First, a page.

You probably see Belgium as the Beer Country. And yet, Belgium used to produce a lot of wine in the Middle Ages, just like most European countries.
Vines appeared quite early in Belgium, during the 8th century.
Viticulture was actually so important during the 14th century, that most Belgian towns had their own vineyards. And today many street names refer to this golden age in the country.
But because of the quite harsh climate, beer brewing was given preference in the 15th century.
In the 1980’s a wind of change rose on Belgian vineyards.
Flanders was the first region to be granted a Belgian PDO in 1997, in Hageland.
In 2004, it was the turn of Wallonia, with the Côtes de Sambre et Meuse PDO.
In 2021, Belgium counted 5 PDOs and 4 PGIs.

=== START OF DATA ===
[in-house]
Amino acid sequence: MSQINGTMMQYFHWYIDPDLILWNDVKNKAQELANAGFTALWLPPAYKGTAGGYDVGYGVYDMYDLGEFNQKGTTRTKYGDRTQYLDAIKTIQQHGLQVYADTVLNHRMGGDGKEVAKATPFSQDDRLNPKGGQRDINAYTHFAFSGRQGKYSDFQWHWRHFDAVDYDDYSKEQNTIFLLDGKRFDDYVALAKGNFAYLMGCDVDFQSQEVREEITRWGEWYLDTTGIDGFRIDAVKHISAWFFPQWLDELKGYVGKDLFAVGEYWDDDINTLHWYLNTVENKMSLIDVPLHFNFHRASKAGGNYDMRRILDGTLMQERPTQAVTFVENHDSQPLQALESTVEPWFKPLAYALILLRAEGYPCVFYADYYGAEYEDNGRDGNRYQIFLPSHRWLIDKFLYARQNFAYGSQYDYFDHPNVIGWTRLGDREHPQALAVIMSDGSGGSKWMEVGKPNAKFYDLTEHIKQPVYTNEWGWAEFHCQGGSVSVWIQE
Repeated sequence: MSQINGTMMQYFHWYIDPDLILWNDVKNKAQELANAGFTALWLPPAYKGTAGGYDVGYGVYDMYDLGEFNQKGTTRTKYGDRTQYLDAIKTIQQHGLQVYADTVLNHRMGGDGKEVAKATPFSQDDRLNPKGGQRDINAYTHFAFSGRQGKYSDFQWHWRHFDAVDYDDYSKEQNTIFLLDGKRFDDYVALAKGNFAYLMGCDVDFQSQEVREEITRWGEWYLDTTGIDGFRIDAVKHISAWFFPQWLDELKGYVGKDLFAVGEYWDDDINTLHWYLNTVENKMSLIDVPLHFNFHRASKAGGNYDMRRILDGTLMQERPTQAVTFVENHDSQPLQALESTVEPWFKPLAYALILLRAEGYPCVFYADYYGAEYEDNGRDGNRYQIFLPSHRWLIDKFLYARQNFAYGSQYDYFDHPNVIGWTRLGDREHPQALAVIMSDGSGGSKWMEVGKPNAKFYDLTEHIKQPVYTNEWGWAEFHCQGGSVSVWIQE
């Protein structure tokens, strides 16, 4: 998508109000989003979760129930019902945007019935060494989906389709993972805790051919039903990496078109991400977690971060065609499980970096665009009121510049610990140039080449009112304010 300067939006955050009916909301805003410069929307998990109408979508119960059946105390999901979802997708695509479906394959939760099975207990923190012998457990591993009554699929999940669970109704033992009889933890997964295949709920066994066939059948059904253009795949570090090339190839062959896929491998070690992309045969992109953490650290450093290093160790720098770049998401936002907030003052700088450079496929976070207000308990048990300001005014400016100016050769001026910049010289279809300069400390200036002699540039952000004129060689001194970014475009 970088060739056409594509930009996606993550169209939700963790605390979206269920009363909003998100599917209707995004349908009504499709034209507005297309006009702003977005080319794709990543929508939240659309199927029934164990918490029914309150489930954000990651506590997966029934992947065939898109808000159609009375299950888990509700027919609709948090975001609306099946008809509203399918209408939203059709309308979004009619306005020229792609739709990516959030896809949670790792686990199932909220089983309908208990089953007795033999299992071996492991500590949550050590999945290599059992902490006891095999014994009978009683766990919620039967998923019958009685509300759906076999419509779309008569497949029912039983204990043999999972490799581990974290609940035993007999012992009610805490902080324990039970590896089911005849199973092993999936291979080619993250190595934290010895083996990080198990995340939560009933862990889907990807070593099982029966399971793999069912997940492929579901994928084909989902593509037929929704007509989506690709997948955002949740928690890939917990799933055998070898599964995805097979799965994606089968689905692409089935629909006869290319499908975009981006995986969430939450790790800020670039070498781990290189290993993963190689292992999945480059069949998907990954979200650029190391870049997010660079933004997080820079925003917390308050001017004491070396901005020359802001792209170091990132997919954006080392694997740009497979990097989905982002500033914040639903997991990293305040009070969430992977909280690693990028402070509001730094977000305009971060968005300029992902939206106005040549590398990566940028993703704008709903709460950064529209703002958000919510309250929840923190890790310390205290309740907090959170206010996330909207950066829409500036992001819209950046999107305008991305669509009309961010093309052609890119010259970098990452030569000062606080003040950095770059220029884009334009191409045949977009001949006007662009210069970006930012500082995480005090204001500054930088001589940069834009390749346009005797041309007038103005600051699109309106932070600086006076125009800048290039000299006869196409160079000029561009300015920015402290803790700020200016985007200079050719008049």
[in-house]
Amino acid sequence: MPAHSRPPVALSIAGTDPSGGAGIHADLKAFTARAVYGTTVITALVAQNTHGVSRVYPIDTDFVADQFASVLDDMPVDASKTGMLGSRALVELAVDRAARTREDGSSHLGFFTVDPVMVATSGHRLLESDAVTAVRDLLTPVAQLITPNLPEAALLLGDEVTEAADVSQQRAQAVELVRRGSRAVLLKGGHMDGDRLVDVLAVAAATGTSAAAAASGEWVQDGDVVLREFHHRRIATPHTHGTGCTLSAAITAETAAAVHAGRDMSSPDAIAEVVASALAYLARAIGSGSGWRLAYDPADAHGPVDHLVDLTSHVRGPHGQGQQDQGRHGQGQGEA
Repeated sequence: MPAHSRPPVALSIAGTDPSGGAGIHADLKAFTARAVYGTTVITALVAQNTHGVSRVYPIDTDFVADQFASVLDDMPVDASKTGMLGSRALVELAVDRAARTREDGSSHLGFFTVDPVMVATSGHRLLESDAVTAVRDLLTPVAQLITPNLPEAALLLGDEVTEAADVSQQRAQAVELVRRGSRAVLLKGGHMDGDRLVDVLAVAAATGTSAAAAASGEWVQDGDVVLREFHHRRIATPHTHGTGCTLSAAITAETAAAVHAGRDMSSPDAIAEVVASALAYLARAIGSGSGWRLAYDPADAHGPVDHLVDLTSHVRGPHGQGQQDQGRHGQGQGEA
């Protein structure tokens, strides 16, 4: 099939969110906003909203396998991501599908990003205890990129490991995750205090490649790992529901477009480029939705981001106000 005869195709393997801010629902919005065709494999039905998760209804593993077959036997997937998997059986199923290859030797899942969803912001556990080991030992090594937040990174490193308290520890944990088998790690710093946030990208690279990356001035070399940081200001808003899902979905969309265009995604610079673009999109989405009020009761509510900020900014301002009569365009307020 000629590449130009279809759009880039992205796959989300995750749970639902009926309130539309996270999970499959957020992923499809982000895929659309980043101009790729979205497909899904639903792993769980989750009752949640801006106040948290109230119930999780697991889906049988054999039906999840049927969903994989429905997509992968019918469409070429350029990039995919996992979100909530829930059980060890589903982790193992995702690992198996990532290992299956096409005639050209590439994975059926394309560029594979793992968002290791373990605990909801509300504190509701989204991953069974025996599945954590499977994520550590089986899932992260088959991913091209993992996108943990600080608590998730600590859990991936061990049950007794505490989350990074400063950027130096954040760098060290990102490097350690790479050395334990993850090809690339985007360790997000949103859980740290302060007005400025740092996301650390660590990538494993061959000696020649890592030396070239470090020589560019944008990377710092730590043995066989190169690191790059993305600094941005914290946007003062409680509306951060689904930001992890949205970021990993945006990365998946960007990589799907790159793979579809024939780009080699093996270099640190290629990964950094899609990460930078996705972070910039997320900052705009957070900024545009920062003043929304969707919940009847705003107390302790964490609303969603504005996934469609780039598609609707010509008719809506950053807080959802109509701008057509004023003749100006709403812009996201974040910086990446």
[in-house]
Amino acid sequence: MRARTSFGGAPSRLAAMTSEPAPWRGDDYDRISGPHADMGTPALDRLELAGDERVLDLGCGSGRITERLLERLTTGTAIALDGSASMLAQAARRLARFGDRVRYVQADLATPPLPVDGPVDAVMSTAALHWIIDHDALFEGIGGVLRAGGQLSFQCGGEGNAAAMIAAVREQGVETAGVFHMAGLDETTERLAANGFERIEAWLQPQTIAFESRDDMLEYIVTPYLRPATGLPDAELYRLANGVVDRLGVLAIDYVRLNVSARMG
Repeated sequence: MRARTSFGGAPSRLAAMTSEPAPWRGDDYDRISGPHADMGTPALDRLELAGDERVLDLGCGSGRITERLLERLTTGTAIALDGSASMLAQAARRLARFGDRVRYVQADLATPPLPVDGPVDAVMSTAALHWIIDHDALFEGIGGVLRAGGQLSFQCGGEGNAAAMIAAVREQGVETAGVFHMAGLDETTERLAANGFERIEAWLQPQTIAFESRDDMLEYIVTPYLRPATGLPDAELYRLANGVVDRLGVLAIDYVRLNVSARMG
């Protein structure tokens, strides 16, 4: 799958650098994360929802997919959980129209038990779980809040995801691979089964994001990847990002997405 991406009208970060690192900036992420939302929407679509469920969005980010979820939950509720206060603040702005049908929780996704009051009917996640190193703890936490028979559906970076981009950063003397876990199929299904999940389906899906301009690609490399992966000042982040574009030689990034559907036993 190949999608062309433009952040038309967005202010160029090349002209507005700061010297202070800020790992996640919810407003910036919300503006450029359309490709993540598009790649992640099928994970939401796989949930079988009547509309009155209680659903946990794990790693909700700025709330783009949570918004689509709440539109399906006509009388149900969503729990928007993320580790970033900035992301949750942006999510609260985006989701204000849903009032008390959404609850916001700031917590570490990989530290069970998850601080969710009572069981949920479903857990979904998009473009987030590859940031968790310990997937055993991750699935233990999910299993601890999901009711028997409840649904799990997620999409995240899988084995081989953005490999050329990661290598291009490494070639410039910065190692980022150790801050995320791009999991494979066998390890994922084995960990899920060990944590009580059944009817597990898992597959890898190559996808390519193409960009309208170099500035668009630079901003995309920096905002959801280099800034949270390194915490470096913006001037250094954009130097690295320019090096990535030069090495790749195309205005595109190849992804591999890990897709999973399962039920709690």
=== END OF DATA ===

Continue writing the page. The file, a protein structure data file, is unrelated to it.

As climate change is gradually moving northwards the limit where viticulture can take place, it gets easier to produce quality wines in the country, although late spring frosts and heavy rainfall remain major risks for the vineyards.
In 2019, Belgian vineyards extend over 440 hectares.
Of the 70 grape varieties found in Belgium, 34 are identified in the Belgian appellations. The main varieties grown in Belgium are: Pinot noir, Chardonnay, Müller-thurgau, Pinot gris, Regent, Auxerrois, Pinot blanc, Sieger, Dornfelder, Muscats, Riesling, Sirius, Léon Millot, Solaris and Gerwürztraminer.
The country mainly produces sparkling wines (48% of volumes), especially in Wallonia, and white wines (32%), with smaller quantities of red and rosé (20%).